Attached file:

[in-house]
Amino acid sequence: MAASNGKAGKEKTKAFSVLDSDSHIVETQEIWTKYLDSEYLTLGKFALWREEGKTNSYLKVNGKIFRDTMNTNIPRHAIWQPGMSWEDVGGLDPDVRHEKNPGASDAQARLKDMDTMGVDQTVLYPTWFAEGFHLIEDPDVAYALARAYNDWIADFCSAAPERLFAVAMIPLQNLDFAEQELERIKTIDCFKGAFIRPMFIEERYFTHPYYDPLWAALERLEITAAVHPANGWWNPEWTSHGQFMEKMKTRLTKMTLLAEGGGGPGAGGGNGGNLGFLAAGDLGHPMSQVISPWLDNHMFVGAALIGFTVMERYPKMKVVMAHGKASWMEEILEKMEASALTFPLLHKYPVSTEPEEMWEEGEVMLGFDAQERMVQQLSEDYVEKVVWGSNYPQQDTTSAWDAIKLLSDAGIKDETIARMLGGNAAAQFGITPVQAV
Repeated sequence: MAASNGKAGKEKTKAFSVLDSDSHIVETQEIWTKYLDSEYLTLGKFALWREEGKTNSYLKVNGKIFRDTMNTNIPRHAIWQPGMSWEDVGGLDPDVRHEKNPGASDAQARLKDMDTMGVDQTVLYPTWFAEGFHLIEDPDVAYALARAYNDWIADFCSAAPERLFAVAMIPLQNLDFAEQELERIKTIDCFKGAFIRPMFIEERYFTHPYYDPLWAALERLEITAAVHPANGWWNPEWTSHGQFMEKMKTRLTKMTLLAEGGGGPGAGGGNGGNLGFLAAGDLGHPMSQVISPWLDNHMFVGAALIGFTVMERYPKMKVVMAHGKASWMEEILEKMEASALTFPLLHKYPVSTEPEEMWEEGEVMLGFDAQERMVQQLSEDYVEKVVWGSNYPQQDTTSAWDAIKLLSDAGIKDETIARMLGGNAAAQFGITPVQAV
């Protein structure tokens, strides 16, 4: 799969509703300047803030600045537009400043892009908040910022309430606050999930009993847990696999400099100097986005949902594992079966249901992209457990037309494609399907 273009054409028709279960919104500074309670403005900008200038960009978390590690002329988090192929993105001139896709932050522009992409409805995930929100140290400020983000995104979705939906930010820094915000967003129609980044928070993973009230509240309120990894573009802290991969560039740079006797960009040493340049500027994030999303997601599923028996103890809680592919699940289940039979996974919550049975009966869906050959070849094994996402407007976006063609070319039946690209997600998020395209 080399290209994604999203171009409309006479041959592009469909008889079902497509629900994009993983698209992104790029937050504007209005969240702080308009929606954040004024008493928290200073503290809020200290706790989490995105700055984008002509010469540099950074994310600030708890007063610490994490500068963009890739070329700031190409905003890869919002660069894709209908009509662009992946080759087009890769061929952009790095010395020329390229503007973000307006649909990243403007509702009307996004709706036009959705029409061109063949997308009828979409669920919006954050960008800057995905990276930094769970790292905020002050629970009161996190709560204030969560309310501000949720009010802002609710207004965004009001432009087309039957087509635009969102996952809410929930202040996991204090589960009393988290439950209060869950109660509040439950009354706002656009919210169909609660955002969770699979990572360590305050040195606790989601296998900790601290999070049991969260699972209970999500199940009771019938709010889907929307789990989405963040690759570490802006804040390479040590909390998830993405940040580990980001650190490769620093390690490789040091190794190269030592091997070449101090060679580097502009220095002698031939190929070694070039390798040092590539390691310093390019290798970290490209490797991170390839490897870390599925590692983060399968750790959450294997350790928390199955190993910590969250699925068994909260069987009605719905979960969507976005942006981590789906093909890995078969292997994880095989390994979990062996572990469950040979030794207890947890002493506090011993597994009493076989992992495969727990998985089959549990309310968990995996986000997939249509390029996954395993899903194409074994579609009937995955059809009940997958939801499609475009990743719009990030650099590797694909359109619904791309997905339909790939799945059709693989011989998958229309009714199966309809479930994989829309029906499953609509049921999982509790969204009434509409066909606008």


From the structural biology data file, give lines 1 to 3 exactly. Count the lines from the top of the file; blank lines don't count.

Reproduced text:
[in-house]
Amino acid sequence: MAASNGKAGKEKTKAFSVLDSDSHIVETQEIWTKYLDSEYLTLGKFALWREEGKTNSYLKVNGKIFRDTMNTNIPRHAIWQPGMSWEDVGGLDPDVRHEKNPGASDAQARLKDMDTMGVDQTVLYPTWFAEGFHLIEDPDVAYALARAYNDWIADFCSAAPERLFAVAMIPLQNLDFAEQELERIKTIDCFKGAFIRPMFIEERYFTHPYYDPLWAALERLEITAAVHPANGWWNPEWTSHGQFMEKMKTRLTKMTLLAEGGGGPGAGGGNGGNLGFLAAGDLGHPMSQVISPWLDNHMFVGAALIGFTVMERYPKMKVVMAHGKASWMEEILEKMEASALTFPLLHKYPVSTEPEEMWEEGEVMLGFDAQERMVQQLSEDYVEKVVWGSNYPQQDTTSAWDAIKLLSDAGIKDETIARMLGGNAAAQFGITPVQAV
Repeated sequence: MAASNGKAGKEKTKAFSVLDSDSHIVETQEIWTKYLDSEYLTLGKFALWREEGKTNSYLKVNGKIFRDTMNTNIPRHAIWQPGMSWEDVGGLDPDVRHEKNPGASDAQARLKDMDTMGVDQTVLYPTWFAEGFHLIEDPDVAYALARAYNDWIADFCSAAPERLFAVAMIPLQNLDFAEQELERIKTIDCFKGAFIRPMFIEERYFTHPYYDPLWAALERLEITAAVHPANGWWNPEWTSHGQFMEKMKTRLTKMTLLAEGGGGPGAGGGNGGNLGFLAAGDLGHPMSQVISPWLDNHMFVGAALIGFTVMERYPKMKVVMAHGKASWMEEILEKMEASALTFPLLHKYPVSTEPEEMWEEGEVMLGFDAQERMVQQLSEDYVEKVVWGSNYPQQDTTSAWDAIKLLSDAGIKDETIARMLGGNAAAQFGITPVQAV